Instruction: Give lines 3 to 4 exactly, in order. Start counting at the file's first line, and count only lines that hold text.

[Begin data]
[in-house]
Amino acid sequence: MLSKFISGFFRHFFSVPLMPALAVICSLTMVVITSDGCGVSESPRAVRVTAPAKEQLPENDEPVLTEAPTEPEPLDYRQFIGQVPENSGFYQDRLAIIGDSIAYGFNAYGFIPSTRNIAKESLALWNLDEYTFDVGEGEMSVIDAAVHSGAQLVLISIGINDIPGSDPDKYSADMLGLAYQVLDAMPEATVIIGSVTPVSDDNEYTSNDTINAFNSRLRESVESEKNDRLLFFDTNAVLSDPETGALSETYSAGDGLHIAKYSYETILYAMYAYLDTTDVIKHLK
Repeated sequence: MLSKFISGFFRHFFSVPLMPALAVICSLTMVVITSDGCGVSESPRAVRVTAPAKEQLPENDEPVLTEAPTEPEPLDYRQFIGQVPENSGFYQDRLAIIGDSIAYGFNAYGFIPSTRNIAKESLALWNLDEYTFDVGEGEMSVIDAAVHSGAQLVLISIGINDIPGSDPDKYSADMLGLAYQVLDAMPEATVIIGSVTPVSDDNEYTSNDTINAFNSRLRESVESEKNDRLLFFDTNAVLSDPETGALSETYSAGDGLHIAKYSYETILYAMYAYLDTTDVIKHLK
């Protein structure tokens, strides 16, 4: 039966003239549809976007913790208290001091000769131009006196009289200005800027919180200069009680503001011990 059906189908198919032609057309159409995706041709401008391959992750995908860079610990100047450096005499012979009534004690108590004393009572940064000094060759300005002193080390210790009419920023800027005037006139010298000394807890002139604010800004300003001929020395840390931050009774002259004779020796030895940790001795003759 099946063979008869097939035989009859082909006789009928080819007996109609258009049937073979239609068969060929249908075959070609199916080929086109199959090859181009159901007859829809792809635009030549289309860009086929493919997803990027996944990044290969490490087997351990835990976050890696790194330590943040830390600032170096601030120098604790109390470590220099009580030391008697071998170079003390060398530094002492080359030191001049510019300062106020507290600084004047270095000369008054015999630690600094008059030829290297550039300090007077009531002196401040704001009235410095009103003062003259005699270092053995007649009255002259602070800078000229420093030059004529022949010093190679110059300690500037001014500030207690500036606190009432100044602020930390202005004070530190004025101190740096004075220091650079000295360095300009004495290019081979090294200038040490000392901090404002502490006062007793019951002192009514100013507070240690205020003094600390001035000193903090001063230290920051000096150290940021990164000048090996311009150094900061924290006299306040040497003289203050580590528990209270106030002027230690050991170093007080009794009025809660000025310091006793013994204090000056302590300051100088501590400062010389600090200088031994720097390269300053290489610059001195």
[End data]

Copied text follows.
Repeated sequence: MLSKFISGFFRHFFSVPLMPALAVICSLTMVVITSDGCGVSESPRAVRVTAPAKEQLPENDEPVLTEAPTEPEPLDYRQFIGQVPENSGFYQDRLAIIGDSIAYGFNAYGFIPSTRNIAKESLALWNLDEYTFDVGEGEMSVIDAAVHSGAQLVLISIGINDIPGSDPDKYSADMLGLAYQVLDAMPEATVIIGSVTPVSDDNEYTSNDTINAFNSRLRESVESEKNDRLLFFDTNAVLSDPETGALSETYSAGDGLHIAKYSYETILYAMYAYLDTTDVIKHLK
């Protein structure tokens, strides 16, 4: 039966003239549809976007913790208290001091000769131009006196009289200005800027919180200069009680503001011990 059906189908198919032609057309159409995706041709401008391959992750995908860079610990100047450096005499012979009534004690108590004393009572940064000094060759300005002193080390210790009419920023800027005037006139010298000394807890002139604010800004300003001929020395840390931050009774002259004779020796030895940790001795003759 099946063979008869097939035989009859082909006789009928080819007996109609258009049937073979239609068969060929249908075959070609199916080929086109199959090859181009159901007859829809792809635009030549289309860009086929493919997803990027996944990044290969490490087997351990835990976050890696790194330590943040830390600032170096601030120098604790109390470590220099009580030391008697071998170079003390060398530094002492080359030191001049510019300062106020507290600084004047270095000369008054015999630690600094008059030829290297550039300090007077009531002196401040704001009235410095009103003062003259005699270092053995007649009255002259602070800078000229420093030059004529022949010093190679110059300690500037001014500030207690500036606190009432100044602020930390202005004070530190004025101190740096004075220091650079000295360095300009004495290019081979090294200038040490000392901090404002502490006062007793019951002192009514100013507070240690205020003094600390001035000193903090001063230290920051000096150290940021990164000048090996311009150094900061924290006299306040040497003289203050580590528990209270106030002027230690050991170093007080009794009025809660000025310091006793013994204090000056302590300051100088501590400062010389600090200088031994720097390269300053290489610059001195």